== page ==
Stomatal conductance of the plants also showed reductions as compared to the fully-irrigated Sorghum plants. The Tray genotype, with a 32.0% decrease had the highest reduction under mild water stress, followed by the Wray (24.9%), Smith (24.5%) and Awan (24.3%). Severe water stress caused the greatest reduction of stomatal conductance in the Wray genotype at 57.8%. Compared to the same genotype in the mild water stress, the genotypes under the severe water stress had even lower stomatal conductance. The Awan at 38.3, Tray at 41.8 and Smith genotype at 43.1% decrease in stomatal conductance. Awan is the tolerant genotype for this parameter under both mild and severe water stress.
The observations from Table 8 imply that the genotypes are in the state of adapting to the stress to prevent desiccation (Blum, 1996). The decrease in chlorophyll content and consequently, the decrease in rate of photosynthesis resulted to the decreased stomatal conductance in the leaves of the plants (Blum, 1996). It may be possible that the leaves are almost wilting due to the severe decrease in stomatal conductance (Blum, 1996).
Table 9 shows the effect of water stress on the internal carbon dioxide (CO2) concentration and transpiration rate of the Sorghum genotypes. The plants under mild water stress, all decreased their internal CO2 concentration, with the Wray genotype having the highest reduction at 38.1%, the Awan, Tray and Smith had a decrease of 21.9, 9.0 and 11.8% respectively. The Smith genotype at 43.0% had the highest reduction in the internal CO2 concentration when they were subjected to severe water stress. Tray genotype also experienced a 10.4% reduction, while the Awan and Wray genotypes had an increase in the internal CO2 concentration with 31.1 and 8.2%. The Tray genotype was tolerant at mild water stress and Awan at severe water stress compared to the other genotypes under the same condition.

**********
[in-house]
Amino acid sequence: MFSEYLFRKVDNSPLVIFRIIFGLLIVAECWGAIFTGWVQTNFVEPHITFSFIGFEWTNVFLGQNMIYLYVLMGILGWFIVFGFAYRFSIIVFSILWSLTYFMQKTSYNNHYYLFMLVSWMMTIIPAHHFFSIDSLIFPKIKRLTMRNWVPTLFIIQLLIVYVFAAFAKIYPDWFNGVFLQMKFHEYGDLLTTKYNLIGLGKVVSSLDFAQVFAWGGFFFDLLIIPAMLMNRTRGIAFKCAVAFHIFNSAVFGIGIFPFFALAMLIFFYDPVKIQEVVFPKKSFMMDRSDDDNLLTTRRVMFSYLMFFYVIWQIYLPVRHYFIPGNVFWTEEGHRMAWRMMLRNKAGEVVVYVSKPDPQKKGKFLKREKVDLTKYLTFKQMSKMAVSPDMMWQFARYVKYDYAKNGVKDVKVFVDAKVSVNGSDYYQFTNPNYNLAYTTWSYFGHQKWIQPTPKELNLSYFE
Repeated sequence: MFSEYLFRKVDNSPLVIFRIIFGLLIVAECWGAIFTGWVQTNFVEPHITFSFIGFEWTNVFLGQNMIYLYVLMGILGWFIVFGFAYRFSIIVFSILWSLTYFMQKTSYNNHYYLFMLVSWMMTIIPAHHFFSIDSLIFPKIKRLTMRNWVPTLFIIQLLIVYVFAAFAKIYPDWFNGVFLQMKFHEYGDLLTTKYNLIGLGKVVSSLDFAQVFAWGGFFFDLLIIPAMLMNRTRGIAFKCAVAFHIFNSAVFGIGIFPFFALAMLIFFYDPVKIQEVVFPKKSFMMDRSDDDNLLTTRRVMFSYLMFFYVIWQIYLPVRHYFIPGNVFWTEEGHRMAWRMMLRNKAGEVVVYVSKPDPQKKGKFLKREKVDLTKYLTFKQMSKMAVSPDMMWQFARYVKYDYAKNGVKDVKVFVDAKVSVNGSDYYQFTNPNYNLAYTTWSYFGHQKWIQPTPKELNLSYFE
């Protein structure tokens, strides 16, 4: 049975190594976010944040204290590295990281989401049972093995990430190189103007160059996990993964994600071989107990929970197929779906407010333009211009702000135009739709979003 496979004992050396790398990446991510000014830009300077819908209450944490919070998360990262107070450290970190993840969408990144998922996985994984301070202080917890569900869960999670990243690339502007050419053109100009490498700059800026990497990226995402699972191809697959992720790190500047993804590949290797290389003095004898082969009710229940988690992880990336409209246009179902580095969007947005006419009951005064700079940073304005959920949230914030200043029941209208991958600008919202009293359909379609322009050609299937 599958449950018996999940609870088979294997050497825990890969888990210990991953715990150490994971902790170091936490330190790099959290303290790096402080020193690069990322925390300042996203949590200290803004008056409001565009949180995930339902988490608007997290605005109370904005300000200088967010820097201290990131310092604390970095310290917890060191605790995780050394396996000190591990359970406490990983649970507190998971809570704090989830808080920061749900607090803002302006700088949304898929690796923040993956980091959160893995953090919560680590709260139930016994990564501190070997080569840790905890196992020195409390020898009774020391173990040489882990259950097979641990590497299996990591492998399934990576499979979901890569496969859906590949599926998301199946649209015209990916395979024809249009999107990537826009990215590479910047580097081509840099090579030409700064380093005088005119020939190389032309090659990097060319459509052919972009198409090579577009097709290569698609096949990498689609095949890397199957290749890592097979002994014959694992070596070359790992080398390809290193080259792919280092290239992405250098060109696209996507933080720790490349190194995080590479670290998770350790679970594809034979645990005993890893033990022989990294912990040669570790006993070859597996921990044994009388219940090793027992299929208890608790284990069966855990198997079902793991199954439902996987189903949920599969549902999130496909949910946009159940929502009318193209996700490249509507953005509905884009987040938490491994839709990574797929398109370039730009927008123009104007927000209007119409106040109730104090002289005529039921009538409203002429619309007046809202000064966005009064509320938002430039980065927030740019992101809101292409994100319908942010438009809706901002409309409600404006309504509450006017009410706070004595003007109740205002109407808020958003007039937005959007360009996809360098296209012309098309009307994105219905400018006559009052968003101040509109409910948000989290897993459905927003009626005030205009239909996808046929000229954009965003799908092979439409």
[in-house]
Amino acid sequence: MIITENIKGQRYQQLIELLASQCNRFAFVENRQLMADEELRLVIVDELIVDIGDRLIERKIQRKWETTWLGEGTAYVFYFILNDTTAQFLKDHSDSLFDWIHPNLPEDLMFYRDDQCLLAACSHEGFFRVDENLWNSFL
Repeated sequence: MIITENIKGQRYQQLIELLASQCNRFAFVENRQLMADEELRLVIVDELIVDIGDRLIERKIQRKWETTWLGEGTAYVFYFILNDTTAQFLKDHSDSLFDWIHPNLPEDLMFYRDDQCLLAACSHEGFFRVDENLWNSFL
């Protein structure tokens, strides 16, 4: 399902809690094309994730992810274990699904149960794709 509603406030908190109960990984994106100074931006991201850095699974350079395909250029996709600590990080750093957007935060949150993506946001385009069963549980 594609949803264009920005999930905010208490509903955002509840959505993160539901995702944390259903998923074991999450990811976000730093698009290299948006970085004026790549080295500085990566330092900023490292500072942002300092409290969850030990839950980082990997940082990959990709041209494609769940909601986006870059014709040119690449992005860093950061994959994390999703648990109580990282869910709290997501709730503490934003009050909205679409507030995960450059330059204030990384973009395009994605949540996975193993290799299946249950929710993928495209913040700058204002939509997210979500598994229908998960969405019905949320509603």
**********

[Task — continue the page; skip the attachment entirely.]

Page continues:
Table 9. Effect of different water stress levels on Internal CO2 concentration and Transpiration rate of four sweet sorghum genotypes
Transpiration rate of all the genotypes decreased for both water stress conditions. The Tray genotype (35.1%) showed the highest reduction under mild stress and the Wray genotype (57.8%) under severe water stress. The mild water stress reduced the transpiration rate in Awan, Wray and Smith by 25.6, 17.8 and 23.7%. Their genotype counterpart experienced further decrease in the transpiration rate under severe ware stress: Awan with 35.9%, Tray at 40.4% and Smith with 28.9%. The Wray and Smith genotypes were tolerant for mild and severe water stress respectively. Reduction in transpiration rate is an effect of the closure of the stomata in plants as a means to adapt to soil water depletion (Blum, 1996).
The yield potential of a plant is affected by the over-all interaction of the photosynthesis, transpiration and solute accumulation (Blum, 2005). It is hypothetical that high-yielding genotypes will continue to perform well under any environmental condition (Blum, 2005). Table 10 presents the yield of the four sorghum genotypes under the two water stress conditions.